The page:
I was watching the movie “In Pursuit of Happyness” starring Will Smith on HBO last night. It tells the story of Chris Gardner, a single father, a struggling sales man who was top of his high school class and above all, a man who is resourceful, determined and while being hurled a series of setback, maintains a pleasant and positive disposition.
While I was watching the movie, I felt somehow stressed when I watched what he had to go through. His wife lost respect for him and eventually left him, his struggle as a portable bone density scan machine salesman, juggling between his work and providing his son a “normal” life, being evicted from his rented apartment and then his hotel, queuing up at the shelter building, running after his stolen machine while lugging his remaining machine along, being subjected to all sorts of pressure as an intern for a stockbroker company, etc.
*Whew* just listing all the trial and tribulation of his life made me tired. I would have broken down way before he did. And yet, he managed to go through everything with grace and dignity, and along the way did not screw up his son.
And then, like most viewers, I cheered him on, waiting for him to succeed in the end. Well, it’s an American movie. You’ve got to have a happy ending although I am not sure whether it was based on a true story.
Will Smith played the role well and one of his finest acting was the final part, after he was told that he had been selected to work for the company. He was teary when he heard the news and then he walked out from the building. Not having anyone to share this big moment with, he celebrated by himself right in the middle of the crowd. The triumph and happiness were evident on his face and body language. It was really the defining moment of the whole movie. He finally got his happyness.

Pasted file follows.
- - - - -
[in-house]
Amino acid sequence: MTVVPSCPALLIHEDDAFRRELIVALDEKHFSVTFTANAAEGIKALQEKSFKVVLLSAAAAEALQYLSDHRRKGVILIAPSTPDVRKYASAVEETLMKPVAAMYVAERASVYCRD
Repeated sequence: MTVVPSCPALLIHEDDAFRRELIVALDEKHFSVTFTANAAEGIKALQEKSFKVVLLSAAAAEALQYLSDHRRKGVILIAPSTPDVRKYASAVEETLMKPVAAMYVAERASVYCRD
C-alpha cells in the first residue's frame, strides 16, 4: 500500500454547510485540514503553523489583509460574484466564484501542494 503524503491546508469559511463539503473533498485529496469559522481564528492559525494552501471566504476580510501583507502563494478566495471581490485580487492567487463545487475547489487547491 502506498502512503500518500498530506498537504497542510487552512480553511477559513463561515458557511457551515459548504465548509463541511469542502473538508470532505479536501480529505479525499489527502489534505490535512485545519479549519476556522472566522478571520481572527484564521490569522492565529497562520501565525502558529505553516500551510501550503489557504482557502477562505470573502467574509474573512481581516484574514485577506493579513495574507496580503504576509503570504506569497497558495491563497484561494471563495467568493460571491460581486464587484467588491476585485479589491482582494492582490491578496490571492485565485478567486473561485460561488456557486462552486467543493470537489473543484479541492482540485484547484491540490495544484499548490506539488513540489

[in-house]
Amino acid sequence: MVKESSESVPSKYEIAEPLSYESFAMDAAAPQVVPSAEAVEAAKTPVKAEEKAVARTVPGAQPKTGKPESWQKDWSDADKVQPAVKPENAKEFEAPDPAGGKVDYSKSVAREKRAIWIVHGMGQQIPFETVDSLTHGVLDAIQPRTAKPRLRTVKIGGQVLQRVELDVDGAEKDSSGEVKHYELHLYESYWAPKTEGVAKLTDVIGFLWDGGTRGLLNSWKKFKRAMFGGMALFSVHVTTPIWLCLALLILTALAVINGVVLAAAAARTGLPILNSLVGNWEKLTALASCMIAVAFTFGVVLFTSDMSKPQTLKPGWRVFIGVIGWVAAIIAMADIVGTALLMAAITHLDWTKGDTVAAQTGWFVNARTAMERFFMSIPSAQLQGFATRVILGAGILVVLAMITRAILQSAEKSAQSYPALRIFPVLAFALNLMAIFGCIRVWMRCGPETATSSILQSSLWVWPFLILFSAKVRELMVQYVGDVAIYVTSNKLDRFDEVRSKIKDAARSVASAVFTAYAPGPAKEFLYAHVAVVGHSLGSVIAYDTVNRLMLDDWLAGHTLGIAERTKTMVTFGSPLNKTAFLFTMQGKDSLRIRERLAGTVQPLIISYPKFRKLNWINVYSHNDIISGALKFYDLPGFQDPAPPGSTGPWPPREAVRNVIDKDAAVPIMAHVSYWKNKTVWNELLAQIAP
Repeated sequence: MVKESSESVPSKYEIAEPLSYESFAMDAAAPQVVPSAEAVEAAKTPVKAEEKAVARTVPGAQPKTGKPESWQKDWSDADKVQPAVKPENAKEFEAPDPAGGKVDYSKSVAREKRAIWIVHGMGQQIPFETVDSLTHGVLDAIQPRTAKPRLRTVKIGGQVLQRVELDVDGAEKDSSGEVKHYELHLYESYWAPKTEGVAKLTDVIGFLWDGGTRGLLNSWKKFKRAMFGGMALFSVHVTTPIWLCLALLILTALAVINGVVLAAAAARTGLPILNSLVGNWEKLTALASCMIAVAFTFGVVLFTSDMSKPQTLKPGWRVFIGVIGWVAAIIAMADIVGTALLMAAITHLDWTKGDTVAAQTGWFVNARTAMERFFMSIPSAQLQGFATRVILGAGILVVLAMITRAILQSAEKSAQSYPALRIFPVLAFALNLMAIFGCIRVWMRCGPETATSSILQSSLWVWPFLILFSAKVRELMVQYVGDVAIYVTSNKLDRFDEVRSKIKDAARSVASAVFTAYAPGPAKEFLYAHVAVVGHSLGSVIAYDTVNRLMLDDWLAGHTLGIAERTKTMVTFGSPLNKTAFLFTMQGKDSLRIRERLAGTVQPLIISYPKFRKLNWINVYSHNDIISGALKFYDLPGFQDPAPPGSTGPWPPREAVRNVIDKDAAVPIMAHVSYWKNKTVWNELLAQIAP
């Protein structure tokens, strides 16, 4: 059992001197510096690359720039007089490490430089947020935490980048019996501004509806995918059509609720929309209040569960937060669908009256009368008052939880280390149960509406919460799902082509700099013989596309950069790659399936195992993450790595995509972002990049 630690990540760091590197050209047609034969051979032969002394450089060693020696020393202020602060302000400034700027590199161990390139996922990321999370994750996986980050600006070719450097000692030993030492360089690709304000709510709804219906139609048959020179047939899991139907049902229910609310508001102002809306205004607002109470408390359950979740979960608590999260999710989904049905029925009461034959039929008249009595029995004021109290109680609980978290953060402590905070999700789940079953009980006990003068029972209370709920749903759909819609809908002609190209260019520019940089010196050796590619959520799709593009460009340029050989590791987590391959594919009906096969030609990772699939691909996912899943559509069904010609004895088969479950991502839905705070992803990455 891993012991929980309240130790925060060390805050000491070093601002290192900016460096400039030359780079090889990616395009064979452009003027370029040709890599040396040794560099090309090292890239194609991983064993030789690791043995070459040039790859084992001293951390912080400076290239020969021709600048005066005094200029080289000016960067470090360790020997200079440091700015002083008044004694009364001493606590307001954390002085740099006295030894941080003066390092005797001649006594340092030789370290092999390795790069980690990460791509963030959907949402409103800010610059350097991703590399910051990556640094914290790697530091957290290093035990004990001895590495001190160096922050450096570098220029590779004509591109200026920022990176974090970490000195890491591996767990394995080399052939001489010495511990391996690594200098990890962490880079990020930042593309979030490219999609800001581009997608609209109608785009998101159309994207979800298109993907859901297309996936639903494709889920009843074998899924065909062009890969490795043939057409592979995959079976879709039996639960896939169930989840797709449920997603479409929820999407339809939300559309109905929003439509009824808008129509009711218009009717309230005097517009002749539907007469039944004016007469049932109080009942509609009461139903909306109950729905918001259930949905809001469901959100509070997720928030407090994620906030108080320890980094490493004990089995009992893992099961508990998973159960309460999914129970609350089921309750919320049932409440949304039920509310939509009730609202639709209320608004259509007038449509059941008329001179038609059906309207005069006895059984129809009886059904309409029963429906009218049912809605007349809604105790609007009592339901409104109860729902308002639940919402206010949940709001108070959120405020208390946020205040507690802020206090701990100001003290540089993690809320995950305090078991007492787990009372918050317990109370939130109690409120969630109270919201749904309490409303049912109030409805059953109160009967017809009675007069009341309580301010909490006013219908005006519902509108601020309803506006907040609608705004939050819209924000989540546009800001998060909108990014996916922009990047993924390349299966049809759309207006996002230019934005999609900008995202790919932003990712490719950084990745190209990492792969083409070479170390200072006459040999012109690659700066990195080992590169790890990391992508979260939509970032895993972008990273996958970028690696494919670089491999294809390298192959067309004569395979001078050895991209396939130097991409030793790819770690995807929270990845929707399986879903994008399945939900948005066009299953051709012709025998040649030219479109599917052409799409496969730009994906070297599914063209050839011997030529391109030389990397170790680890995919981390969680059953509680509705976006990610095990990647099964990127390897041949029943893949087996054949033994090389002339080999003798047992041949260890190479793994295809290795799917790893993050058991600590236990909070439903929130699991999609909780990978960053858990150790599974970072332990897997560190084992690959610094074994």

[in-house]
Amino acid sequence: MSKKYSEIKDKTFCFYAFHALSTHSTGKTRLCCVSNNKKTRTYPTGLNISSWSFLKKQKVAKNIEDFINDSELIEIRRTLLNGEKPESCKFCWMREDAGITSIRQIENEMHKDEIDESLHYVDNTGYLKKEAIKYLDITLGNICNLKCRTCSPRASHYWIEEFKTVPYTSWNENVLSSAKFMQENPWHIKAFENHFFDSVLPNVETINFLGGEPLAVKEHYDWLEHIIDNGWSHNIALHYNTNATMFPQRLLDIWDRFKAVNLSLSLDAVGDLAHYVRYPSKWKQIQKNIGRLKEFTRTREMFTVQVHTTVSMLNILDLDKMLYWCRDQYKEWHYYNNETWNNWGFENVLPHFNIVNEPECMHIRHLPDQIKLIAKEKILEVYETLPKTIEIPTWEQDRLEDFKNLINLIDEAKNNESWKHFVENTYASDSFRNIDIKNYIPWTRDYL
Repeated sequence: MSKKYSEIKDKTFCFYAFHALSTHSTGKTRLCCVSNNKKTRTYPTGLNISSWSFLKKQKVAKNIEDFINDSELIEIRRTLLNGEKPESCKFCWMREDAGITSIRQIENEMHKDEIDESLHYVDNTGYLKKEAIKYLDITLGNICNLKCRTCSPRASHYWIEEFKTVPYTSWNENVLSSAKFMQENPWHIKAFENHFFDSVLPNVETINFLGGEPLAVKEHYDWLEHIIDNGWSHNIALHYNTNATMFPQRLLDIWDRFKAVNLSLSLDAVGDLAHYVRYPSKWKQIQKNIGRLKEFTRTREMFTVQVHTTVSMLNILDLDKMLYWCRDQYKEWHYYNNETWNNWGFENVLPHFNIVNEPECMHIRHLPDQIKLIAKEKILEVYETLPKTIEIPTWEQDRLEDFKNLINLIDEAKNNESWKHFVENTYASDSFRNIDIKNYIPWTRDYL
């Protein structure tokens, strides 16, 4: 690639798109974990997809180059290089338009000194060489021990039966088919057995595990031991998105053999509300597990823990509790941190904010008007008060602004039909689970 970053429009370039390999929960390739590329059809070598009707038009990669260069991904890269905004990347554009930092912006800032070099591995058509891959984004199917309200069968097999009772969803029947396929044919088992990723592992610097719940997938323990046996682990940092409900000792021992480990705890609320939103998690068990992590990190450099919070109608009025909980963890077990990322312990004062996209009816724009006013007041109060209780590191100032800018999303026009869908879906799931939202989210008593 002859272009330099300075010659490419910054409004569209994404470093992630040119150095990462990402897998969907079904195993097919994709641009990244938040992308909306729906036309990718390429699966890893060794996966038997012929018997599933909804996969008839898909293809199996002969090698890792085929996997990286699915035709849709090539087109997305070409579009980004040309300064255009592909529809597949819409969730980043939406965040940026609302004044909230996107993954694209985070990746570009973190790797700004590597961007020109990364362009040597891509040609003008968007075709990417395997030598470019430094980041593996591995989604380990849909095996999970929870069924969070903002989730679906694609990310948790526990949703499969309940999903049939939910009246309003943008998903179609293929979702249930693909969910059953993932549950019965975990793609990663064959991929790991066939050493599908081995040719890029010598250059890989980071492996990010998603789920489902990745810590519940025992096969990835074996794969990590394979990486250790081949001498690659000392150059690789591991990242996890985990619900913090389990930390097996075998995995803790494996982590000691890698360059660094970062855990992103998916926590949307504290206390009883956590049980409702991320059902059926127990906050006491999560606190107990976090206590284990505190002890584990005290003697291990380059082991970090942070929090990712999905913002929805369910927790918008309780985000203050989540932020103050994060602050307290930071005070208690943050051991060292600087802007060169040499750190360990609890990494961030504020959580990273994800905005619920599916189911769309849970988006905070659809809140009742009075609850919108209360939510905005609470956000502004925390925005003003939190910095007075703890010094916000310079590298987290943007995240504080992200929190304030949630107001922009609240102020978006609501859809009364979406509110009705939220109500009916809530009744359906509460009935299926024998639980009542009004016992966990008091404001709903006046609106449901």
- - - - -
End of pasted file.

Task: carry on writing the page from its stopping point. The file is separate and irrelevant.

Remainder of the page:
Then, I started thinking about the whole movie. In pursuit of happiness, what does it mean? Sure, everybody wants to be happy but in the end, how do you define happiness and whether it is achievable?
Now that I am older, I have come to realise that most people I know, if not all, are somehow unhappy about their lives (myself included). There is always something wrong, or something to complain about. Then, I came to the conclusion that, nobody is 100% happy. But then, you know what? I also realise that nobody is 100% miserable as well. There is always something which we can all be thankful for.
So, then, maybe in our life, while we are not able to pursue 100% happiness, there are certain moments in life which will give us some form of happiness, even momentarily. Perhaps, we all need to understand that life is a challenge and we cannot hope or expect to have everything that we want, but happiness does knock on our doors and we need to learn to see and appreciate it.
For Chris Gardner, the feeling of pure happiness came, when he was selected out of 20 interns, to work for a reputable firm. He will continue to face new challenges but at that moment, he had it.
Happiness comes in different ways and at different times. It comes when a child is invited to play, when a girl is asked for a date by a boy she has a huge crush on, when a man marries the woman he loves, when the sky clears up after a stormy night, when a baby is borne, when a child does well in school, when a sick mother gets well, when a father receives a letter from his daughter in college, when someone receives gratitude, etc.
We will all continuously face difficult times throughout our whole lives, but it doesn’t mean we can never be happy.
I think happiness is when you don’t seek to pursue it, but to embrace it when it comes.
Written on 12 October 2008